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M. Wall, K. R. Woodward, C. K. Doyle, G. J. Zamba, C. A. Johnson; The Effect of Stimulus Size on Repeatability in Glaucoma using Goldmann Sizes III, V, and VI. Invest. Ophthalmol. Vis. Sci. 2009;50(13):2239.
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© ARVO (1962-2015); The Authors (2016-present)
Standard automated perimetry is limited by an exponential rise in variability with decreasing sensitivity and a limited effective dynamic range (EDR). We therefore studied the effect of size on repeatability and EDR using Goldmann stimulus sizes III, V, and VI in glaucoma patients, using a customized Humphrey Field Analyzer modified to produce a size VI stimulus.
We tested 8 glaucoma patients with Humphrey program 24-2 full threshold testing using stimulus sizes III, V and VI each 5 times over a 5 week period. Mean deviation for size III was -13.9 ± 8.2. Point-wise limits of test-retest variability were then established from the empirical 5th and 95th percentiles of the distribution of retest values, stratified by the value of at the first test (Fig). The log differences between test and retest values were linearly regressed onto the averages of the two tests to determine the relationship between variability and sensitivity.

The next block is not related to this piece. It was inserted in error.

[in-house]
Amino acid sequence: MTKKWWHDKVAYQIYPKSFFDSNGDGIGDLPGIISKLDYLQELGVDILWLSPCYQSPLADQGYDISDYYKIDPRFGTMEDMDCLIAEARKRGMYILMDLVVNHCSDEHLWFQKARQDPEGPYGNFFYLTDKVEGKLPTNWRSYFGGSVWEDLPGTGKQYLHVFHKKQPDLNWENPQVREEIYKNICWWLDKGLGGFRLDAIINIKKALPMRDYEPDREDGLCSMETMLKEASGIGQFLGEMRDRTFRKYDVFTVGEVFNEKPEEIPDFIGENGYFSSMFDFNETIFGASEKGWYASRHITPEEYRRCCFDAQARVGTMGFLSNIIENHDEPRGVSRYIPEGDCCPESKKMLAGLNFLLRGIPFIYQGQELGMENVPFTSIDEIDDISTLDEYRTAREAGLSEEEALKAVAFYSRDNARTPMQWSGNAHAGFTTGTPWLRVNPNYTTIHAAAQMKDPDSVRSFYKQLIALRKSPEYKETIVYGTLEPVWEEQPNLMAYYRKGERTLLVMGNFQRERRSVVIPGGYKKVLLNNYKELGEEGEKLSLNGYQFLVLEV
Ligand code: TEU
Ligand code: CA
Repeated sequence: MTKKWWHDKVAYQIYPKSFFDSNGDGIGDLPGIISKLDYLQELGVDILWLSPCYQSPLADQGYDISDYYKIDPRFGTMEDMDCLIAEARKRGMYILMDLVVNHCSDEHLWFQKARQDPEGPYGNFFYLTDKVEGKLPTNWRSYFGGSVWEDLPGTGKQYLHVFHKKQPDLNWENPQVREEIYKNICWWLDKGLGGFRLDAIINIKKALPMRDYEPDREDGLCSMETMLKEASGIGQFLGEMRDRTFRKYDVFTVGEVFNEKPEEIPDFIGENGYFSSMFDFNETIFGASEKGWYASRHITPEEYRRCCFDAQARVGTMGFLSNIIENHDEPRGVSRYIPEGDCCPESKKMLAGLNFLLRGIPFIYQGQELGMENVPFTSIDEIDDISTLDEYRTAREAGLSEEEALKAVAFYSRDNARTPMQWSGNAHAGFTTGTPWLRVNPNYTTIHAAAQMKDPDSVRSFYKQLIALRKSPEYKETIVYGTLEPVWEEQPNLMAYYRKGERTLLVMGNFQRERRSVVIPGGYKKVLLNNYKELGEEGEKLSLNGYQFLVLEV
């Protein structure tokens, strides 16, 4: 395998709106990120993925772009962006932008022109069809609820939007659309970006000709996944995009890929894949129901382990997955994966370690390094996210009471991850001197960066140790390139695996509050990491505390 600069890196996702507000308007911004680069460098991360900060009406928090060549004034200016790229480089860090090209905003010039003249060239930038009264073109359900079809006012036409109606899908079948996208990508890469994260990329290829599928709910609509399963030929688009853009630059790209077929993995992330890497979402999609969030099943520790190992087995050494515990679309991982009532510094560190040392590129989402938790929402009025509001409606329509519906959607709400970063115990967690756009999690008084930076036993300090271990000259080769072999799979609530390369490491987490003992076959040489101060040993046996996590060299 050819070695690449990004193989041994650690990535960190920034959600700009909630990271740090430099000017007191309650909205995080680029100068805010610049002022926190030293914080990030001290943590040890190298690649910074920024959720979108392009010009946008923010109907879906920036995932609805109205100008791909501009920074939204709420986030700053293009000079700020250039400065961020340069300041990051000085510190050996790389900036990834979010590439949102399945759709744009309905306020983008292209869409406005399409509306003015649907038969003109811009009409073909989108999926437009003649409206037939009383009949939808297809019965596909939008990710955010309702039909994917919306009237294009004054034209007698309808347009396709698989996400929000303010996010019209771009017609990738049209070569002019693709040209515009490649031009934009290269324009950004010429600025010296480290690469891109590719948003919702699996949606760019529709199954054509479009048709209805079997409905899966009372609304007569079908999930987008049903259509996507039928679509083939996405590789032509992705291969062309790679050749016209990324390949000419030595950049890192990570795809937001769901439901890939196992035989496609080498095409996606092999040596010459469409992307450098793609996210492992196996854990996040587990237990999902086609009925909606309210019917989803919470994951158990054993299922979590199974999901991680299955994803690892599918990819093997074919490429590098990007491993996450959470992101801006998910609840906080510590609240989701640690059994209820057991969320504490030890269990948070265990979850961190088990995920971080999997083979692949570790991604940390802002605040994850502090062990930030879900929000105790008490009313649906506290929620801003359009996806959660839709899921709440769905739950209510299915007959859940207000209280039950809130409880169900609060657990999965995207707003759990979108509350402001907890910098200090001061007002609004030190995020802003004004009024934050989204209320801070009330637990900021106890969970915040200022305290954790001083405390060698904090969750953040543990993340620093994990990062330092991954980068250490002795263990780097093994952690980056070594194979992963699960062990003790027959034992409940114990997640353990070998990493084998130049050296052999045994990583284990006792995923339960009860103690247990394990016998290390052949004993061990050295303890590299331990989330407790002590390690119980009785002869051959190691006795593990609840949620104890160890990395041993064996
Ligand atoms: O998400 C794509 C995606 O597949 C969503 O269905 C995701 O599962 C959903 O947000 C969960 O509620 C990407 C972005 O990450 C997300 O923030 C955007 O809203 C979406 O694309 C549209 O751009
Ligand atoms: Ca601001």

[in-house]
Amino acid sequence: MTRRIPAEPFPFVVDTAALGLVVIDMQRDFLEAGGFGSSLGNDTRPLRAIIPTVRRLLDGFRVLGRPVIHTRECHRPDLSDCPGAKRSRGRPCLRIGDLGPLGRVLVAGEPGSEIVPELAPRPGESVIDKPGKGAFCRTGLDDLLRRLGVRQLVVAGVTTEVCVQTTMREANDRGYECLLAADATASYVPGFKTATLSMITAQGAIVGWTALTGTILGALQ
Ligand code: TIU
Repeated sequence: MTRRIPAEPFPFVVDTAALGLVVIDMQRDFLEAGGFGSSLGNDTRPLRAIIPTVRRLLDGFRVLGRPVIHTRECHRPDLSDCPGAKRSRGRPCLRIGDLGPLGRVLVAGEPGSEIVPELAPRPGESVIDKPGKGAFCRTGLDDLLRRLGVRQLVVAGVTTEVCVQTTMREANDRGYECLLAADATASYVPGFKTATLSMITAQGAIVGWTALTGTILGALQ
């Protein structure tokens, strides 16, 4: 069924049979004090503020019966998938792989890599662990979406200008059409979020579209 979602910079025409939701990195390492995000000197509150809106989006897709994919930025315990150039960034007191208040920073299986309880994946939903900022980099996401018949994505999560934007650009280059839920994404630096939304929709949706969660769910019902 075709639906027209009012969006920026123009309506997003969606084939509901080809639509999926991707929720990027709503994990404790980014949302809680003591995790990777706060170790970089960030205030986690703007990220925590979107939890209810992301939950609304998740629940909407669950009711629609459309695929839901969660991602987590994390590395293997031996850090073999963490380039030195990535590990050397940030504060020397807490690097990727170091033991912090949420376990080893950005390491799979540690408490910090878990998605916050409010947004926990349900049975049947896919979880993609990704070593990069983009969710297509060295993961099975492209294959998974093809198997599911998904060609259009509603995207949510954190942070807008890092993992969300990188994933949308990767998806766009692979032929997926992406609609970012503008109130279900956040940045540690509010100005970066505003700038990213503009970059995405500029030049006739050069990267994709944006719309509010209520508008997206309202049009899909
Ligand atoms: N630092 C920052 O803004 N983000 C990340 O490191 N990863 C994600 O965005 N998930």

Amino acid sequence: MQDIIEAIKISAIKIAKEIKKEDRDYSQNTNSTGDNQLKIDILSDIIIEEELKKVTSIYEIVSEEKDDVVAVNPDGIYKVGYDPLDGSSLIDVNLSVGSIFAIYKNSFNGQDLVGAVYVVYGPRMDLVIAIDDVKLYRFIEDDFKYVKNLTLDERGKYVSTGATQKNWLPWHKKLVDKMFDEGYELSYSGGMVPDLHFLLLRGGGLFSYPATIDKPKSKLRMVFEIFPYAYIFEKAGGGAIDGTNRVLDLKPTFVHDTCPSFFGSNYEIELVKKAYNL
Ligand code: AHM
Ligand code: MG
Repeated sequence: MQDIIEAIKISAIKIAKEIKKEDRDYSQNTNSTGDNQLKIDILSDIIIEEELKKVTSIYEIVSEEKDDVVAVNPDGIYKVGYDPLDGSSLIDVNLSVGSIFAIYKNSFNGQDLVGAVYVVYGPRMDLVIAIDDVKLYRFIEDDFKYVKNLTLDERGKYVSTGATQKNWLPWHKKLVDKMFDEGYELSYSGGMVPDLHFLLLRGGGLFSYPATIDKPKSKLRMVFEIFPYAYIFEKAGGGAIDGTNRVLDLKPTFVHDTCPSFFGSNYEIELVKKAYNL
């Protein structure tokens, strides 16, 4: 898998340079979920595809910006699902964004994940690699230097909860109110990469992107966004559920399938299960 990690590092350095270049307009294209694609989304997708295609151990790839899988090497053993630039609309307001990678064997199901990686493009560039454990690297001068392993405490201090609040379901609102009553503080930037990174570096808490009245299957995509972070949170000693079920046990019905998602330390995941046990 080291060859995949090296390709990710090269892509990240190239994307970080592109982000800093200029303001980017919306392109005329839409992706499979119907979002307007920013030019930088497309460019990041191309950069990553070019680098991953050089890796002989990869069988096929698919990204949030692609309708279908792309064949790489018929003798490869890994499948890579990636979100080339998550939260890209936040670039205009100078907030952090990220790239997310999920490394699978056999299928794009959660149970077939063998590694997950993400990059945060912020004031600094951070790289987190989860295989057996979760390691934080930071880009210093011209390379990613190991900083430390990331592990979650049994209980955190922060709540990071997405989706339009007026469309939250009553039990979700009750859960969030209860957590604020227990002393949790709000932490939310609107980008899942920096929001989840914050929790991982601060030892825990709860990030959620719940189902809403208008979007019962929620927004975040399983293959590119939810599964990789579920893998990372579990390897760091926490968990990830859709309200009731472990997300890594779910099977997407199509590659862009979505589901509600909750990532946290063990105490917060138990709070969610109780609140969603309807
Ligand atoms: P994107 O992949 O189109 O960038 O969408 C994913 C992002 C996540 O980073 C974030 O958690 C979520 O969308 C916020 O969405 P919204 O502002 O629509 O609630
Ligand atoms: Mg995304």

The average sensitivities were size III: 14.7 ± 6.6 dB; size V sensitivity: 21.5 ± 8.0 dB and size VI: 25.2 ± 6.9 dB. Using floor effect as an index of effective dynamic range, the numbers of 0 dB trials were: size III - 578, size V - 144 and size VI - 13; this indicates a greater dynamic range for the larger stimuli. There was increasing variability associated with lower visual field sensitivity but the rise in variability was less with the larger stimulus sizes, with size VI having the least rise (Fig). After eliminating the values subject to a floor effect, we found the following correlations: With size III, sensitivity explained 16% of the test-retest variability (r2), while corresponding figures for size V and size VI were 12%, and 10%, respectively.
Large sized conventional perimetric stimuli have a diminished increase in variability with decreasing sensitivity and a greater effective dynamic range. These stimuli show promise for use in moderate to severe glaucoma.
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